Williams has failed to demonstrate either that he was coerced into accepting his plea deal or that the charges against him lacked a basis in fact. Nothing in the record before this court suggests that the plea was not "an intelligent act 'done with sufficient awareness of the relevant circumstances and likely consequences.' " McMann v. Richardson, 397 U.S. 759, 766, 90 S.Ct. 1441, 25 L.Ed.2d 763 (1970) (quoting Brady v. United States, 397 U.S. 742, 748, 90 S.Ct. 1463, 25 L.Ed.2d 747 (1970)); see also Boykin v. Alabama, 395 U.S. 238, 242-44, 89 S.Ct. 1709, 23 L.Ed.2d 274 (1969). Williams' unsubstantiated assertion that he was pressured into accepting the deal is insufficient to call into question the integrity of his guilty plea.


Williams counters that his attorney refused to investigate his case: faced with the choice between a fifteen-year sentence or proceeding to trial with no meaningful defense and risking substantially longer imprisonment, Williams had no real alternative, despite his innocence, but to accept the deal. He contends that had his attorney conducted a full investigation, his innocence would have been obvious. Where, as here, counsel's purported error is a failure to investigate or discover potentially exculpatory information, a habeas petitioner must demonstrate that the missing evidence "likely would have changed the outcome of a trial." Hill, 474 U.S. at 59-60; see also Strickland, 466 U.S. at 690-92. A petitioner must "identify the names of any witnesses who should have been called to testify, and ... detail specifically what any investigations may have produced." United States v. Zillges, 978 F.3d 369, 373 (7th Cir.1992). Williams must therefore point to specific, probative, admissible evidence that would have been discovered had a proper investigation occurred, evidence likely to have undermined the state's case. See, e.g., Wright v. Gramley, 125 F.3d 1038, 1044 (7th Cir.1997); United States v. Weaver, 882 F.2d 1128, 1138-40 (7th Cir.1989).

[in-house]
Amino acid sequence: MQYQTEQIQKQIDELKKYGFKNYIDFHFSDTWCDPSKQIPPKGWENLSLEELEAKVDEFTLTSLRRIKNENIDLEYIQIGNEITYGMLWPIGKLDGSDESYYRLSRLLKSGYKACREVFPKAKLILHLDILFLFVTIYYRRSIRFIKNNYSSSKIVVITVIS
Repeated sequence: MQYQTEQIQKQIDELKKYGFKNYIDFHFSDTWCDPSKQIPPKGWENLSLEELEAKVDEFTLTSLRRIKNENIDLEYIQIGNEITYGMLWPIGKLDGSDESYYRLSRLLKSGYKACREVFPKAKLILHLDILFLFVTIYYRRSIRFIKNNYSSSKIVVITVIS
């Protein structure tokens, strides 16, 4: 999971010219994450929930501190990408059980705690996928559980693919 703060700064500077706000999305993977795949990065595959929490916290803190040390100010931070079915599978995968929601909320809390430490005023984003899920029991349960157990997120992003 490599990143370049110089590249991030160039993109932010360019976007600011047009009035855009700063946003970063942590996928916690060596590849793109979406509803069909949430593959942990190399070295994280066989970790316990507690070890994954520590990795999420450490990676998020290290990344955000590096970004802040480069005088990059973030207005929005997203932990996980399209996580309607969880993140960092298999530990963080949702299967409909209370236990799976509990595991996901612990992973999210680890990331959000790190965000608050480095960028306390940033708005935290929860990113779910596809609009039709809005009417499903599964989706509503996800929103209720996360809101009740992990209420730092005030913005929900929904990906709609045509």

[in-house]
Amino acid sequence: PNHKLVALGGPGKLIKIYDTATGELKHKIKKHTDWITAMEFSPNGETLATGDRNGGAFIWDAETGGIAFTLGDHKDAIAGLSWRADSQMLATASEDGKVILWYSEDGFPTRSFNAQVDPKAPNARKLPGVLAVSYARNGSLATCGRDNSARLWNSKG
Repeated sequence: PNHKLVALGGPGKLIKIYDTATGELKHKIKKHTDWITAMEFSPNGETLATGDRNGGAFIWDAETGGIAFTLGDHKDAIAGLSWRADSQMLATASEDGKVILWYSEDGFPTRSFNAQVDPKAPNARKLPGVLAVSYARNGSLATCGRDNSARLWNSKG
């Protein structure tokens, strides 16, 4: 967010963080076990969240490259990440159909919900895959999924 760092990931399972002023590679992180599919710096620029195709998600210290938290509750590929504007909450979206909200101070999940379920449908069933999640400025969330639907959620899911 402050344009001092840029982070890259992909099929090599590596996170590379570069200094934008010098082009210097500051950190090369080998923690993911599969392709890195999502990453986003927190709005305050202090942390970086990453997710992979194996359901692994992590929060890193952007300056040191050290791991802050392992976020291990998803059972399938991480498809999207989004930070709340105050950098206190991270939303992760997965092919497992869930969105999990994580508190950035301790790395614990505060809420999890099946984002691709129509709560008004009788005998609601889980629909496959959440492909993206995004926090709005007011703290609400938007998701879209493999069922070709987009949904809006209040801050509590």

In support of his claim of ineffective assistance, Williams offers three bits of evidence, the first of which is a trial transcript in which his cousin, LeRoy Burke, was acquitted of being the bat-wielding third intruder. Williams' reliance on the transcript is misplaced. The judge who acquitted LeRoy Burke declared that the "only issue" at trial was whether Burke was one of Williams' accomplices on the night of the crime. "I don't have to decide whether these women were beaten, or assaulted, or sexually molested, or tied up, or hit with a bat, or anything of that nature. All I have to do is decide whether this is one of the three people who was in there at the time." Thus, Williams' contention that the Burke court "determined that there was no such crime" is simply incorrect. While Williams urges that the transcript highlights Diane's lack of credibility and thus the flimsiness of the state's case against him, Williams is mistaken both as to the weight and the import that should be afforded that determination. The Burke court's credibility findings pertained to the question of whether Burke was the third intruder, not whether the charged crimes had taken place or whether Williams was one of the offenders.